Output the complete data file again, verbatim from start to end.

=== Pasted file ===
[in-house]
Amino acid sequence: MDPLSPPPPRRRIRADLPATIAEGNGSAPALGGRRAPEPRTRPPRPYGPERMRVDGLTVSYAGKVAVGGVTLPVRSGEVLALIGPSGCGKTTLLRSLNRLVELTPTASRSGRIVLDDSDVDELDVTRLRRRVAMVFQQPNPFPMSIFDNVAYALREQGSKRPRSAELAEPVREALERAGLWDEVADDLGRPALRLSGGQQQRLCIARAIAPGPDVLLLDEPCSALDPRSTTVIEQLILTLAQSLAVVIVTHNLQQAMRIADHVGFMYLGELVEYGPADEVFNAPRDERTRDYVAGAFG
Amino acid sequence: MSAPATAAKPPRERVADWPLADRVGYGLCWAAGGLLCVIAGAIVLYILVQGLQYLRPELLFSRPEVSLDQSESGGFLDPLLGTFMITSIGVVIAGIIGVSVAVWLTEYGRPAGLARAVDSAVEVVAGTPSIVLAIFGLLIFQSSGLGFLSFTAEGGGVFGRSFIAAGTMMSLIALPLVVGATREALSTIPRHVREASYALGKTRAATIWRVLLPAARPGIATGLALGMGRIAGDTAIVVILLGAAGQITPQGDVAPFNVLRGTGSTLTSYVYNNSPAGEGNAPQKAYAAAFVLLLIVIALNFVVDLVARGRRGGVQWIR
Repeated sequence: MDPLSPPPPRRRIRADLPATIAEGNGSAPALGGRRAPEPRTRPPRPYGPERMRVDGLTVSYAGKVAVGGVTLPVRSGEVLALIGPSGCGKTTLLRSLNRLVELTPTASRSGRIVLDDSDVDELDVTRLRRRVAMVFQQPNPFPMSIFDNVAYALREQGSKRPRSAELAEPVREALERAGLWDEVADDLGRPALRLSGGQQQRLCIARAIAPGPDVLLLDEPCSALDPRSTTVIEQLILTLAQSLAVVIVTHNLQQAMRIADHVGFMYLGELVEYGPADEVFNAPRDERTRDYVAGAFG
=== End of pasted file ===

[in-house]
Amino acid sequence: MDPLSPPPPRRRIRADLPATIAEGNGSAPALGGRRAPEPRTRPPRPYGPERMRVDGLTVSYAGKVAVGGVTLPVRSGEVLALIGPSGCGKTTLLRSLNRLVELTPTASRSGRIVLDDSDVDELDVTRLRRRVAMVFQQPNPFPMSIFDNVAYALREQGSKRPRSAELAEPVREALERAGLWDEVADDLGRPALRLSGGQQQRLCIARAIAPGPDVLLLDEPCSALDPRSTTVIEQLILTLAQSLAVVIVTHNLQQAMRIADHVGFMYLGELVEYGPADEVFNAPRDERTRDYVAGAFG
Amino acid sequence: MSAPATAAKPPRERVADWPLADRVGYGLCWAAGGLLCVIAGAIVLYILVQGLQYLRPELLFSRPEVSLDQSESGGFLDPLLGTFMITSIGVVIAGIIGVSVAVWLTEYGRPAGLARAVDSAVEVVAGTPSIVLAIFGLLIFQSSGLGFLSFTAEGGGVFGRSFIAAGTMMSLIALPLVVGATREALSTIPRHVREASYALGKTRAATIWRVLLPAARPGIATGLALGMGRIAGDTAIVVILLGAAGQITPQGDVAPFNVLRGTGSTLTSYVYNNSPAGEGNAPQKAYAAAFVLLLIVIALNFVVDLVARGRRGGVQWIR
Repeated sequence: MDPLSPPPPRRRIRADLPATIAEGNGSAPALGGRRAPEPRTRPPRPYGPERMRVDGLTVSYAGKVAVGGVTLPVRSGEVLALIGPSGCGKTTLLRSLNRLVELTPTASRSGRIVLDDSDVDELDVTRLRRRVAMVFQQPNPFPMSIFDNVAYALREQGSKRPRSAELAEPVREALERAGLWDEVADDLGRPALRLSGGQQQRLCIARAIAPGPDVLLLDEPCSALDPRSTTVIEQLILTLAQSLAVVIVTHNLQQAMRIADHVGFMYLGELVEYGPADEVFNAPRDERTRDYVAGAFG